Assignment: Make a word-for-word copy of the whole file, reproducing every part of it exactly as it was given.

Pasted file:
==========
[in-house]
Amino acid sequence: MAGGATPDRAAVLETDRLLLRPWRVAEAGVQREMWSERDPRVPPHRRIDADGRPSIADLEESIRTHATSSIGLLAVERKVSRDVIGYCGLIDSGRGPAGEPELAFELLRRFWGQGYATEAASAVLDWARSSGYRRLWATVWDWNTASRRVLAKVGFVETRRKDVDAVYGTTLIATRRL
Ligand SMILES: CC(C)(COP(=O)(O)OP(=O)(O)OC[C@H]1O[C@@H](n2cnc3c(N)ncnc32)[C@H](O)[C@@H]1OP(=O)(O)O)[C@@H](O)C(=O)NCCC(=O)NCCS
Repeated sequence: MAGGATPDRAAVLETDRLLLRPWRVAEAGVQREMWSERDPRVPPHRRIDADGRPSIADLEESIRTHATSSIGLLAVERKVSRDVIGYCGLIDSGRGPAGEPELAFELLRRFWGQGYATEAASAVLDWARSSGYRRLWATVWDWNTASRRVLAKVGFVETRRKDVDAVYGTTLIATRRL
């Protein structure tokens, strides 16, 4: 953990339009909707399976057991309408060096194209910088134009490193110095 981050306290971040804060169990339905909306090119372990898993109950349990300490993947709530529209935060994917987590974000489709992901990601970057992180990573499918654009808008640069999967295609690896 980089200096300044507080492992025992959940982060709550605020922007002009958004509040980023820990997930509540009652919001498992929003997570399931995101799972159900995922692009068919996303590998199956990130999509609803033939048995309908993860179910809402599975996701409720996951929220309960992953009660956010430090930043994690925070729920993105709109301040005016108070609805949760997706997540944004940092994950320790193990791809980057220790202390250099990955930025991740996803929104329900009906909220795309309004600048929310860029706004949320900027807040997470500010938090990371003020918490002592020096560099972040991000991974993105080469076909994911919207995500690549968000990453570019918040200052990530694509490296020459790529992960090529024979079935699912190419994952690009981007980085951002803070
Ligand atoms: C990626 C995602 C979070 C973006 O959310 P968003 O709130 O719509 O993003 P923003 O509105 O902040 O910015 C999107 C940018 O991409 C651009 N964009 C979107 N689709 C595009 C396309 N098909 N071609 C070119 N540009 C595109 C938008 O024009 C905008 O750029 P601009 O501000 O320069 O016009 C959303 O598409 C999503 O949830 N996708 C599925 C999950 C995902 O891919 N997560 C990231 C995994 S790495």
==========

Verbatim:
[in-house]
Amino acid sequence: MAGGATPDRAAVLETDRLLLRPWRVAEAGVQREMWSERDPRVPPHRRIDADGRPSIADLEESIRTHATSSIGLLAVERKVSRDVIGYCGLIDSGRGPAGEPELAFELLRRFWGQGYATEAASAVLDWARSSGYRRLWATVWDWNTASRRVLAKVGFVETRRKDVDAVYGTTLIATRRL
Ligand SMILES: CC(C)(COP(=O)(O)OP(=O)(O)OC[C@H]1O[C@@H](n2cnc3c(N)ncnc32)[C@H](O)[C@@H]1OP(=O)(O)O)[C@@H](O)C(=O)NCCC(=O)NCCS
Repeated sequence: MAGGATPDRAAVLETDRLLLRPWRVAEAGVQREMWSERDPRVPPHRRIDADGRPSIADLEESIRTHATSSIGLLAVERKVSRDVIGYCGLIDSGRGPAGEPELAFELLRRFWGQGYATEAASAVLDWARSSGYRRLWATVWDWNTASRRVLAKVGFVETRRKDVDAVYGTTLIATRRL
């Protein structure tokens, strides 16, 4: 953990339009909707399976057991309408060096194209910088134009490193110095 981050306290971040804060169990339905909306090119372990898993109950349990300490993947709530529209935060994917987590974000489709992901990601970057992180990573499918654009808008640069999967295609690896 980089200096300044507080492992025992959940982060709550605020922007002009958004509040980023820990997930509540009652919001498992929003997570399931995101799972159900995922692009068919996303590998199956990130999509609803033939048995309908993860179910809402599975996701409720996951929220309960992953009660956010430090930043994690925070729920993105709109301040005016108070609805949760997706997540944004940092994950320790193990791809980057220790202390250099990955930025991740996803929104329900009906909220795309309004600048929310860029706004949320900027807040997470500010938090990371003020918490002592020096560099972040991000991974993105080469076909994911919207995500690549968000990453570019918040200052990530694509490296020459790529992960090529024979079935699912190419994952690009981007980085951002803070
Ligand atoms: C990626 C995602 C979070 C973006 O959310 P968003 O709130 O719509 O993003 P923003 O509105 O902040 O910015 C999107 C940018 O991409 C651009 N964009 C979107 N689709 C595009 C396309 N098909 N071609 C070119 N540009 C595109 C938008 O024009 C905008 O750029 P601009 O501000 O320069 O016009 C959303 O598409 C999503 O949830 N996708 C599925 C999950 C995902 O891919 N997560 C990231 C995994 S790495």